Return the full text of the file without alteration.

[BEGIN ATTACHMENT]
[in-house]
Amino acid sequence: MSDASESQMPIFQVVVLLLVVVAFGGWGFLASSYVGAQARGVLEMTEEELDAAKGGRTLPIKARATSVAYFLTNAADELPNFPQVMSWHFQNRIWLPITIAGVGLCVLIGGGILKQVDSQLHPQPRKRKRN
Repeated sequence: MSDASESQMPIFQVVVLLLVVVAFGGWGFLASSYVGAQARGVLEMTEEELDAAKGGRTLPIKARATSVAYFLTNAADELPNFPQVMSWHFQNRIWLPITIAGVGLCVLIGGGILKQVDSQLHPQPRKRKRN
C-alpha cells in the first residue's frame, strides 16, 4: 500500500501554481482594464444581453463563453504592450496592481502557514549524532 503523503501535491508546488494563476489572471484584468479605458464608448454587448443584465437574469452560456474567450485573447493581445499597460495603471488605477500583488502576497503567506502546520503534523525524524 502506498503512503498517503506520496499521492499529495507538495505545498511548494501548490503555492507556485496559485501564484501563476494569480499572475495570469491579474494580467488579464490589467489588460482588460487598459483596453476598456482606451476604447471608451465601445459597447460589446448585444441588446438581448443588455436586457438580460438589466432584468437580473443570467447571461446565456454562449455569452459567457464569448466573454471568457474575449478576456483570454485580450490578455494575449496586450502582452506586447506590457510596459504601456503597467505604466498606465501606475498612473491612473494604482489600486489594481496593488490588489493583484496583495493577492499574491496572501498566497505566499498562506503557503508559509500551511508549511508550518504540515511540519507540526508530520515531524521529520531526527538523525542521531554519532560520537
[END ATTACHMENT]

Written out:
[in-house]
Amino acid sequence: MSDASESQMPIFQVVVLLLVVVAFGGWGFLASSYVGAQARGVLEMTEEELDAAKGGRTLPIKARATSVAYFLTNAADELPNFPQVMSWHFQNRIWLPITIAGVGLCVLIGGGILKQVDSQLHPQPRKRKRN
Repeated sequence: MSDASESQMPIFQVVVLLLVVVAFGGWGFLASSYVGAQARGVLEMTEEELDAAKGGRTLPIKARATSVAYFLTNAADELPNFPQVMSWHFQNRIWLPITIAGVGLCVLIGGGILKQVDSQLHPQPRKRKRN
C-alpha cells in the first residue's frame, strides 16, 4: 500500500501554481482594464444581453463563453504592450496592481502557514549524532 503523503501535491508546488494563476489572471484584468479605458464608448454587448443584465437574469452560456474567450485573447493581445499597460495603471488605477500583488502576497503567506502546520503534523525524524 502506498503512503498517503506520496499521492499529495507538495505545498511548494501548490503555492507556485496559485501564484501563476494569480499572475495570469491579474494580467488579464490589467489588460482588460487598459483596453476598456482606451476604447471608451465601445459597447460589446448585444441588446438581448443588455436586457438580460438589466432584468437580473443570467447571461446565456454562449455569452459567457464569448466573454471568457474575449478576456483570454485580450490578455494575449496586450502582452506586447506590457510596459504601456503597467505604466498606465501606475498612473491612473494604482489600486489594481496593488490588489493583484496583495493577492499574491496572501498566497505566499498562506503557503508559509500551511508549511508550518504540515511540519507540526508530520515531524521529520531526527538523525542521531554519532560520537